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Monstera deliciosa can grow very well under grow lights, but there are a lot of factors to consider.
This article is specifically about Monstera deliciosa, because they can take a lot more light than most other aroids, but can also grow in lower light conditions. Other aroids typically need less light.
There’s a huge range of grow lights that will work for Monstera, depending on whether you just want to keep your Monstera alive over winter, or you want to grow a massive, fenestrated monster in a room with no natural light.
We’ll cover it all in this article!
First, we’ll do a tl/dr:
- Monstera like a lot of light. More than most other houseplants other than succulents
- Look for the PAR or PPFD when buying grow lights. Lumens don’t matter because plants don’t have eyes
- Long hours of weaker light are better than shorter hours of stronger light
- 150-350 umol/m2/s is generally agreed to be a good PAR but you’ll need to experiment with how far away your Monstera is from the light
What’s the ideal grow light setup for Monstera deliciosa?
To grow a big, beautiful Monstera under grow lights, you want to suspend a strong grow light (something like the Mars Hydro ts3000) about four feet above the plant, and leave it on for about 16 hours per day.
That’s ideal for the plant but obviously isn’t the most practical or beautiful solution.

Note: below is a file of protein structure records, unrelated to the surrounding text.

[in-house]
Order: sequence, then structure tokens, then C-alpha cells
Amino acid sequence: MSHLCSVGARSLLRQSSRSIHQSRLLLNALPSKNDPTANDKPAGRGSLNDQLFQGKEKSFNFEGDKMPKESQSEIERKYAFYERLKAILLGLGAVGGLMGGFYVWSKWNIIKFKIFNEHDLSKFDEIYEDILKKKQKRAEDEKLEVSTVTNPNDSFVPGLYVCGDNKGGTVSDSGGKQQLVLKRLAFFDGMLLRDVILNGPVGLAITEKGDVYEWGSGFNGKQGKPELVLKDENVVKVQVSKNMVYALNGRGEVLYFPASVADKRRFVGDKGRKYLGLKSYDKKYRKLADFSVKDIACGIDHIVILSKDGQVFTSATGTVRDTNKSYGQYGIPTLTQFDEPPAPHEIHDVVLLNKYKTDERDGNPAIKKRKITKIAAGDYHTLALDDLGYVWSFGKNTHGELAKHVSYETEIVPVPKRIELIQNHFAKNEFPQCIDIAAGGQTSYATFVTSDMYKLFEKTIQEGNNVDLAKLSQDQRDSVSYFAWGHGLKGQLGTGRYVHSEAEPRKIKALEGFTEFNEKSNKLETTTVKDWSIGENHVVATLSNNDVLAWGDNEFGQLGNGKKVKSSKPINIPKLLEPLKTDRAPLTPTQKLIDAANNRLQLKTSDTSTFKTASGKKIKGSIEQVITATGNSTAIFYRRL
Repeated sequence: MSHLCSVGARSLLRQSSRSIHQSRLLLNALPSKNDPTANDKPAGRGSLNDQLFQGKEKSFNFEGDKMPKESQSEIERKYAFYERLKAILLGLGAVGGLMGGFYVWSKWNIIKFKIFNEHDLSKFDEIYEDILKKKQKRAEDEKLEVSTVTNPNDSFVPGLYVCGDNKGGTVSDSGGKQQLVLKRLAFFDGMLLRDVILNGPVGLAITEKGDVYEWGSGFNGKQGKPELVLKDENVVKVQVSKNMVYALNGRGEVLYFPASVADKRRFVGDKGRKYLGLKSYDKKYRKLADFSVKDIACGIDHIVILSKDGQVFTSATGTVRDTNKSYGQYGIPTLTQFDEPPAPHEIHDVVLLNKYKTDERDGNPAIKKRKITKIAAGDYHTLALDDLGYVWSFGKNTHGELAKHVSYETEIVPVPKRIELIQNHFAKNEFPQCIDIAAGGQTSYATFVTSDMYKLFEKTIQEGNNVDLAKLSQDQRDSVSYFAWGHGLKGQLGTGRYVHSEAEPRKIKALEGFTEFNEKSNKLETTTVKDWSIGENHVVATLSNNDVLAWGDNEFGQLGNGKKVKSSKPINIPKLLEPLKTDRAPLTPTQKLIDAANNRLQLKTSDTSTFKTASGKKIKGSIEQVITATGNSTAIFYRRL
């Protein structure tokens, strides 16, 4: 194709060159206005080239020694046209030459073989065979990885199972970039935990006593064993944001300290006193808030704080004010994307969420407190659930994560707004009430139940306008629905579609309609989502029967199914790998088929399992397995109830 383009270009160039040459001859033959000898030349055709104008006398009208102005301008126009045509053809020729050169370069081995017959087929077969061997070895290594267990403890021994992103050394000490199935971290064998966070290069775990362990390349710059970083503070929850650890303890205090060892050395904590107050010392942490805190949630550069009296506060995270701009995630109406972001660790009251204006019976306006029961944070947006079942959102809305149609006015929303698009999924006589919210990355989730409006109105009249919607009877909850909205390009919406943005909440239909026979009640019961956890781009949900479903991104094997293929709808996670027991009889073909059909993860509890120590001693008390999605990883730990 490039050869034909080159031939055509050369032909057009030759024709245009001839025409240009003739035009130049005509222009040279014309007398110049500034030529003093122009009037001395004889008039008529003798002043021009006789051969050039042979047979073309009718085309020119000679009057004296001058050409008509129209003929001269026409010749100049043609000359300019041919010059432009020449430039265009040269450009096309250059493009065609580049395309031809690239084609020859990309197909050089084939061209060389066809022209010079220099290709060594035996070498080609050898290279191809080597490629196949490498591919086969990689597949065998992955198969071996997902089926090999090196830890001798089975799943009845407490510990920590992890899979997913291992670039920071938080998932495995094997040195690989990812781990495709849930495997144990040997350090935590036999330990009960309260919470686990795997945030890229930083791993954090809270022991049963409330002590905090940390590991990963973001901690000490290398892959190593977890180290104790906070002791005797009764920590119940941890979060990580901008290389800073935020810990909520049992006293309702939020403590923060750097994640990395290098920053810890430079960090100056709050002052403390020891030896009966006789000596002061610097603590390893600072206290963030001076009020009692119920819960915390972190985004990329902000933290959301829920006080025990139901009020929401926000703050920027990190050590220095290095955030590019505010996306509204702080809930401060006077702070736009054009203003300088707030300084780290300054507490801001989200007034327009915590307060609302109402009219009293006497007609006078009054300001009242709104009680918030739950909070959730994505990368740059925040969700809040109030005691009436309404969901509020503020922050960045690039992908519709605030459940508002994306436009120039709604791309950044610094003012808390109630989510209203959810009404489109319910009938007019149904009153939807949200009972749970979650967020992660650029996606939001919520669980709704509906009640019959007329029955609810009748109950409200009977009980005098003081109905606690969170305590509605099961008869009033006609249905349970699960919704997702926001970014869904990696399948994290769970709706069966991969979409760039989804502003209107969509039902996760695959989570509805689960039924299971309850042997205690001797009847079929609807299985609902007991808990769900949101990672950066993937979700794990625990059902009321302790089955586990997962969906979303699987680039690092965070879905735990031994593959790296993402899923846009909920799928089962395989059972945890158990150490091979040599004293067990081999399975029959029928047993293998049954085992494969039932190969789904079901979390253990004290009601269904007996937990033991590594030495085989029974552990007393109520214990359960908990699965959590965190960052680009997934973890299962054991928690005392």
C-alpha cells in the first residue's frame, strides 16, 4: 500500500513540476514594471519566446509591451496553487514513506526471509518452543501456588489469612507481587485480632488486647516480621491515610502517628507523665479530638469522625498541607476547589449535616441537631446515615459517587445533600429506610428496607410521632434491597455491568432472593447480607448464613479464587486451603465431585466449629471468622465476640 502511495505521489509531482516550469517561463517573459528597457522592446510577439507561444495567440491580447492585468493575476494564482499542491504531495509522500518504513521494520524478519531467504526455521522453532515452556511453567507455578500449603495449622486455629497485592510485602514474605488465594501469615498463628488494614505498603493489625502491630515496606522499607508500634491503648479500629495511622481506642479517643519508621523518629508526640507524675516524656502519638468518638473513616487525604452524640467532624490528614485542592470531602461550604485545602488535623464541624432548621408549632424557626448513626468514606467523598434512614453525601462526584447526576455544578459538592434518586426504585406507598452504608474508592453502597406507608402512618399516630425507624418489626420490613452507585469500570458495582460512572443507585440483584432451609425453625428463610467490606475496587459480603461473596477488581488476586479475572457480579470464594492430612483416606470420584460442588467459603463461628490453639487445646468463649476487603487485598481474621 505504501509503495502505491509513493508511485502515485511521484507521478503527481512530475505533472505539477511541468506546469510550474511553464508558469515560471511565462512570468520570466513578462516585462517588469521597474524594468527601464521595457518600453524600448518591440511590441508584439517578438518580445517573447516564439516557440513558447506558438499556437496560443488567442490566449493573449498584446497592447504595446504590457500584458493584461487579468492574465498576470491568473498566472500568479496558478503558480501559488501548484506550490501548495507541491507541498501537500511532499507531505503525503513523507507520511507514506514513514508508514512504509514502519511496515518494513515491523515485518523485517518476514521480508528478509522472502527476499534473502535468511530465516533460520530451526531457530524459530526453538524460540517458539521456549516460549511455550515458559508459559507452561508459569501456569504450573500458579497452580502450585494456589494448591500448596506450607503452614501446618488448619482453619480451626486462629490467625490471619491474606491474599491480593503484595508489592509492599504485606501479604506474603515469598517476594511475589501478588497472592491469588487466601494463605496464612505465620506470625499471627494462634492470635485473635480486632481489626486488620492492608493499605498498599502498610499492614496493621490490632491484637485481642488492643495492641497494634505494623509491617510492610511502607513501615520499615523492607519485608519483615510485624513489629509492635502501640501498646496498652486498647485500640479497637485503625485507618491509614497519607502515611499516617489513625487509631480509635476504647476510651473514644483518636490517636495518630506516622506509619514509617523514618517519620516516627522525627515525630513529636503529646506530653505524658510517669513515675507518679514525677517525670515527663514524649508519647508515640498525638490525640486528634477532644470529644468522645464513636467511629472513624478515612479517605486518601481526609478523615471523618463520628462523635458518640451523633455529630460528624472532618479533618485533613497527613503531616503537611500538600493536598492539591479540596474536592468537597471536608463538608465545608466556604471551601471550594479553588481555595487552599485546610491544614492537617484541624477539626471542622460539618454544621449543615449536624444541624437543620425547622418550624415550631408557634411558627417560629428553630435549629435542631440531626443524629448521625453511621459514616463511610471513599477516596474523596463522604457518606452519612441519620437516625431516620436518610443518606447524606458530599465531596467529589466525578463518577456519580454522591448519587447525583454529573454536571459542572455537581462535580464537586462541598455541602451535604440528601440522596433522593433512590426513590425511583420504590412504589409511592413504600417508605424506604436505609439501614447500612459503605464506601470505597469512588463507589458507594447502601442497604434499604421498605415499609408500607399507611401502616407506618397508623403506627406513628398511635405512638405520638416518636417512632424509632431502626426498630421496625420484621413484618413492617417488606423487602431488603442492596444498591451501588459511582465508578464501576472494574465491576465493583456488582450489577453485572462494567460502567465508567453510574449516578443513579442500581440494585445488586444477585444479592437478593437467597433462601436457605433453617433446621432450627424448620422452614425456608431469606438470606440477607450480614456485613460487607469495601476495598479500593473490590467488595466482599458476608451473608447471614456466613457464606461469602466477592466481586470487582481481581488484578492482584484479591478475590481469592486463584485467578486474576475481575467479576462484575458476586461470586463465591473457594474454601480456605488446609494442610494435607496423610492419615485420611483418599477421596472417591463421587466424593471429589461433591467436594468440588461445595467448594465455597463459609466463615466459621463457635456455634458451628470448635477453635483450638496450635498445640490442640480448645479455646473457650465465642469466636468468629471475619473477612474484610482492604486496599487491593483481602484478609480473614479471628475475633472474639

Monstera like a lot of light – the most important factor is the overall volume of light (or daily light integral), which is difficult (and pricy) to both provide and measure.
Unfortunately, there isn’t a lot of research done into lighting and aroids, so there’s not a lot of concrete information to look at with regard to the exact DLI (daily light integral) required.
Houseplant experts like Jeff Scheng are pretty sure that more powerful lights farther away and kept on for longer work better than weak light closer to the plant.
In the video I linked he says that most Monstera in natural light don’t get enough light, but Monstera under grow lights get too much light. The video is incredibly helpful and his plants are stunning.
Do Monstera deliciosa need grow lights?
Monstera deliciosa don’t necessarily need grow lights, but they can benefit from them, especially in winter when there are shorter hours of not very bright light.
If you want your Monstera to produce huge, fenestrated leaves, then grow lights are a great way to supplement the light you already have.
Using grow lights to increase the light has a lot of benefits – not only does it increase the speed of growth, but it can reduce the chances of the plant getting pests and root rot.
There are, however, issues with providing grow lights specifically for Monstera, the biggest being the sheer size of the plant.
Grow lights are typically added to shelving and Ikea plant cabinets, and you’d struggle to set either of those up for large Monstera.
The first thing we want to establish, especially if you’re on a budget, is how much of your Monstera’s light requirements are going to come from grow lights:
Using grow lights for 100% of your Monstera’s light requirements
It’s definitely possible to provide 100% of your Monstera’s light requirements using grow lights, but there are a couple of issues:
- You’ll struggle to get an aesthetically pleasing solution